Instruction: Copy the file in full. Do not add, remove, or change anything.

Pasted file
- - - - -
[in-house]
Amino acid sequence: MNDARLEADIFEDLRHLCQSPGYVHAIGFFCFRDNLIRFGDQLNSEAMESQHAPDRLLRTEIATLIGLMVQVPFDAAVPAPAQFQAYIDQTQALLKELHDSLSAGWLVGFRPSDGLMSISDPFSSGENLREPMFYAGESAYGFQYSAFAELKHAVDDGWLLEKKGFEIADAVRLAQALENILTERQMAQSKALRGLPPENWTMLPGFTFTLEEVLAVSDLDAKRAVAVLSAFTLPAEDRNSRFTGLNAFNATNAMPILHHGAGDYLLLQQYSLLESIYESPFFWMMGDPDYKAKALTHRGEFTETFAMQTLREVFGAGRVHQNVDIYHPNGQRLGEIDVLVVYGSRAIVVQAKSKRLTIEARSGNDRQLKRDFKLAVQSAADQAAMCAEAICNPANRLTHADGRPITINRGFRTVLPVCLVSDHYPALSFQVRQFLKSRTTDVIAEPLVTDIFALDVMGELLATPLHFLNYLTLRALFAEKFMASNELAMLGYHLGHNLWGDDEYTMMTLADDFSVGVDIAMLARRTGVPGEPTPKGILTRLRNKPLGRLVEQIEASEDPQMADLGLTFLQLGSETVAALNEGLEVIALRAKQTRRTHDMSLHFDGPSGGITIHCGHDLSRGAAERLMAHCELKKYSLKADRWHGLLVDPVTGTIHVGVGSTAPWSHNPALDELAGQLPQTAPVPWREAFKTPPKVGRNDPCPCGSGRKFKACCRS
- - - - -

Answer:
[in-house]
Amino acid sequence: MNDARLEADIFEDLRHLCQSPGYVHAIGFFCFRDNLIRFGDQLNSEAMESQHAPDRLLRTEIATLIGLMVQVPFDAAVPAPAQFQAYIDQTQALLKELHDSLSAGWLVGFRPSDGLMSISDPFSSGENLREPMFYAGESAYGFQYSAFAELKHAVDDGWLLEKKGFEIADAVRLAQALENILTERQMAQSKALRGLPPENWTMLPGFTFTLEEVLAVSDLDAKRAVAVLSAFTLPAEDRNSRFTGLNAFNATNAMPILHHGAGDYLLLQQYSLLESIYESPFFWMMGDPDYKAKALTHRGEFTETFAMQTLREVFGAGRVHQNVDIYHPNGQRLGEIDVLVVYGSRAIVVQAKSKRLTIEARSGNDRQLKRDFKLAVQSAADQAAMCAEAICNPANRLTHADGRPITINRGFRTVLPVCLVSDHYPALSFQVRQFLKSRTTDVIAEPLVTDIFALDVMGELLATPLHFLNYLTLRALFAEKFMASNELAMLGYHLGHNLWGDDEYTMMTLADDFSVGVDIAMLARRTGVPGEPTPKGILTRLRNKPLGRLVEQIEASEDPQMADLGLTFLQLGSETVAALNEGLEVIALRAKQTRRTHDMSLHFDGPSGGITIHCGHDLSRGAAERLMAHCELKKYSLKADRWHGLLVDPVTGTIHVGVGSTAPWSHNPALDELAGQLPQTAPVPWREAFKTPPKVGRNDPCPCGSGRKFKACCRS